Date: Wednesday, 30 October 2013
Posted by: Cycling Southland

Yesterday marked the 70th anniversary of the Christchurch to Invercargill Record set by Invercargill Amateur Clubman, Harry Hubber. Invercargill Amateur clubman Harry Hubber is etched in the historical fabric of cycling in the deep south.  Known for his gritty determination, the Southland farmer demonstrated on a number of occasions his ability to win bike races.

For many that knew him the efforts he displayed in achieving the Christchurch to Invercargill record on two occasions would rank highly amongst his cycling career highlights.

Years later he also considered this record to be one of his three most memorable moments in a 25 year cycling career.

In 1943 the 365 mile distance was challenging enough over the varying terrain and when the wind and rain set in over the closing stages of the record attempt it became even more difficult.  Hubber acknowledged the support he received along the way particularly the ever growing crowds from Gore to Invercargill.  “I knew I couldn’t fail them” Hubber recounted.  He remembers a middle aged man jumping onto the fence and vigorously waving a white flag only a few miles outside of Invercargill.  A few minutes later as he entered the city the route was seen with hundreds of people, most of them from the Southland Racecourse where as a race meeting was being held.

When he crossed the line a record time of 22 hours 39 minutes 40 seconds had been set.

After a stint in the army he was back to riding the bike and in the early sixties took on the challenge once again. Setting off from the Christchurch square only after the support crew had accessed a spare bike for him in Canterbury, Hubber was guided through the streets of the city by motorbike.  The support crew of John Broad, Laurie Tall, Ivan West, Harold Robinson and Ray O’Connor departed a few moments later with the two vehicles and caravan in tow only to quickly discover that Hubber was not to be found on the agreed route set out for his attempt.  After some frantic searching he was eventually discovered with the motorbike rider who had decided to use an alternative route out of Christchurch.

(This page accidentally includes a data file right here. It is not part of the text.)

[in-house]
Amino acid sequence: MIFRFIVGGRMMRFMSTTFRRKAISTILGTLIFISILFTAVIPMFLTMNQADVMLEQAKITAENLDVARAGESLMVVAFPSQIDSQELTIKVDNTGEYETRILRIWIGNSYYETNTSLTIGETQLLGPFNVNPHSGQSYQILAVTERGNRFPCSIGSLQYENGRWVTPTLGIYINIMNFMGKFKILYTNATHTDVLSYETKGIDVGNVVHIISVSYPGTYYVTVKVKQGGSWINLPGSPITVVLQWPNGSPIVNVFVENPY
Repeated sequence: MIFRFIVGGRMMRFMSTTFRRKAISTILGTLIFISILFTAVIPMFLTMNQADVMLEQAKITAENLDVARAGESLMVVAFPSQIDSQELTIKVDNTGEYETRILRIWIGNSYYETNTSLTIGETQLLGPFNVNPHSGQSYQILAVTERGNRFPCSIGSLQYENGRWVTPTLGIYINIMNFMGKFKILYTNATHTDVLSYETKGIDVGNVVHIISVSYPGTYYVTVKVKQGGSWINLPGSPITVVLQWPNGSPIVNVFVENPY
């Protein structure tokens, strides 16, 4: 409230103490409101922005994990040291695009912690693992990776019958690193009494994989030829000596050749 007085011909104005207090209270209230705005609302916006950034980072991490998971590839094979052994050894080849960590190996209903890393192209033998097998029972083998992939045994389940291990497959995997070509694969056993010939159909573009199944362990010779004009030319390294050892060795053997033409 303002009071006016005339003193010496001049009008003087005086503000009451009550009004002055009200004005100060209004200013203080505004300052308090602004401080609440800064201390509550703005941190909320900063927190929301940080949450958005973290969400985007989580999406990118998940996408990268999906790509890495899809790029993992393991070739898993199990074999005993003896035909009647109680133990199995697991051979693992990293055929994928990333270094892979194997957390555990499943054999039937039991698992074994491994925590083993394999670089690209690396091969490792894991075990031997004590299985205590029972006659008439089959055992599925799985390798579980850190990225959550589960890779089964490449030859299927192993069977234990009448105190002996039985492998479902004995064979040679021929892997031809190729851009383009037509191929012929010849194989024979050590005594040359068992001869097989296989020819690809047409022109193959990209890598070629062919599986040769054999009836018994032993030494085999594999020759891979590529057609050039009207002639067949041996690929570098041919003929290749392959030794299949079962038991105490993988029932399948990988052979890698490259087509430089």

Approaching Dunedin Hubber took on a bottle of milk for sustenance only to find it didn’t agree with him over the demanding Kilmog.  Soon after he was finding the record attempt was challenging his body to the point he lay on a street in Dunedin in the early hours of the morning before his support crew convinced him he could complete the arduous record. 

His challenges didn’t stop there as he punctured and crashed on the outskirts of Balclutha while receiving food from the support vehicle.  This only led him to be further spurred on to be successful in his attempt and powered his way through to Invercargill to be greeted by supporters in the main street as he completed the distance outside the Invercargill post office in just over 21 hours.

1939 Southland 50 mile road championship                  1st

1940 Round the Gorges                                                     Fastest Time

          South Island 100mile championship                       1st

          Otago 50 mile championship                                 1st

1941 Round the Gorges                                                     Fastest Time

          South Island 100mile championship                       1st

          Otago 50 mile championship                                  1st

1947  Gore to Invercargill Road Classic                           Fastest Time

         Otago 50 mile championship                                    1st

         Otago 110mile Olympic Trial                                    1st

 1954 Gore to Invercargill Road Classic                           1st and Fastest Time

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